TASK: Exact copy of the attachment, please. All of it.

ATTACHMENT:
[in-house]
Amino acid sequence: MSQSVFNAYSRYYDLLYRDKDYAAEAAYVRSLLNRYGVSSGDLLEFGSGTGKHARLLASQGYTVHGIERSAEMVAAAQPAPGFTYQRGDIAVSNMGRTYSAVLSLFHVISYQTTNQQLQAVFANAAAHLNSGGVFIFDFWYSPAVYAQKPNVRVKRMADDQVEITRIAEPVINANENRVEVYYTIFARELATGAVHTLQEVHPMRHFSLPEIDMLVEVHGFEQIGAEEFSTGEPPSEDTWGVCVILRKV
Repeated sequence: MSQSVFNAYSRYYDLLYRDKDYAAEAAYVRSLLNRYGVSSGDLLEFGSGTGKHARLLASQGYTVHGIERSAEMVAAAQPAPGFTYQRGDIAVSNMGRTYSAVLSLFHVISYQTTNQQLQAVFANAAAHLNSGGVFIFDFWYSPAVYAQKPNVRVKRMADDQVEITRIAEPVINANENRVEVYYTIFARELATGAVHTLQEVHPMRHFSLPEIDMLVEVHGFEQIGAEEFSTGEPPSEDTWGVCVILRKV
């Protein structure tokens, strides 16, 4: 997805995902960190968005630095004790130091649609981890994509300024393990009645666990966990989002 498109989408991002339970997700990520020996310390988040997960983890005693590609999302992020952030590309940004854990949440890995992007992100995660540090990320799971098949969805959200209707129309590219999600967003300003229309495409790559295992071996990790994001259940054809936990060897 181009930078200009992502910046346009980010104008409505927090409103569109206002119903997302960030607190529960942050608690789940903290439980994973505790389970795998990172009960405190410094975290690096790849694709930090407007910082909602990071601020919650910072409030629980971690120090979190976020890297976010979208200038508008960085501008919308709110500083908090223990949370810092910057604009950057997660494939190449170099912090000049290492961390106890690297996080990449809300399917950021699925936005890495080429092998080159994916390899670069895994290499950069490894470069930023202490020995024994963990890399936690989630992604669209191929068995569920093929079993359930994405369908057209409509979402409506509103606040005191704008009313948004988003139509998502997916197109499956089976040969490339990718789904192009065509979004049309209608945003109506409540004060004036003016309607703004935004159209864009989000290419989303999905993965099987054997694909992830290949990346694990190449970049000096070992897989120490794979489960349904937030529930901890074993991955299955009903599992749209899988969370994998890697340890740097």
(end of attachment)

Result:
[in-house]
Amino acid sequence: MSQSVFNAYSRYYDLLYRDKDYAAEAAYVRSLLNRYGVSSGDLLEFGSGTGKHARLLASQGYTVHGIERSAEMVAAAQPAPGFTYQRGDIAVSNMGRTYSAVLSLFHVISYQTTNQQLQAVFANAAAHLNSGGVFIFDFWYSPAVYAQKPNVRVKRMADDQVEITRIAEPVINANENRVEVYYTIFARELATGAVHTLQEVHPMRHFSLPEIDMLVEVHGFEQIGAEEFSTGEPPSEDTWGVCVILRKV
Repeated sequence: MSQSVFNAYSRYYDLLYRDKDYAAEAAYVRSLLNRYGVSSGDLLEFGSGTGKHARLLASQGYTVHGIERSAEMVAAAQPAPGFTYQRGDIAVSNMGRTYSAVLSLFHVISYQTTNQQLQAVFANAAAHLNSGGVFIFDFWYSPAVYAQKPNVRVKRMADDQVEITRIAEPVINANENRVEVYYTIFARELATGAVHTLQEVHPMRHFSLPEIDMLVEVHGFEQIGAEEFSTGEPPSEDTWGVCVILRKV
């Protein structure tokens, strides 16, 4: 997805995902960190968005630095004790130091649609981890994509300024393990009645666990966990989002 498109989408991002339970997700990520020996310390988040997960983890005693590609999302992020952030590309940004854990949440890995992007992100995660540090990320799971098949969805959200209707129309590219999600967003300003229309495409790559295992071996990790994001259940054809936990060897 181009930078200009992502910046346009980010104008409505927090409103569109206002119903997302960030607190529960942050608690789940903290439980994973505790389970795998990172009960405190410094975290690096790849694709930090407007910082909602990071601020919650910072409030629980971690120090979190976020890297976010979208200038508008960085501008919308709110500083908090223990949370810092910057604009950057997660494939190449170099912090000049290492961390106890690297996080990449809300399917950021699925936005890495080429092998080159994916390899670069895994290499950069490894470069930023202490020995024994963990890399936690989630992604669209191929068995569920093929079993359930994405369908057209409509979402409506509103606040005191704008009313948004988003139509998502997916197109499956089976040969490339990718789904192009065509979004049309209608945003109506409540004060004036003016309607703004935004159209864009989000290419989303999905993965099987054997694909992830290949990346694990190449970049000096070992897989120490794979489960349904937030529930901890074993991955299955009903599992749209899988969370994998890697340890740097």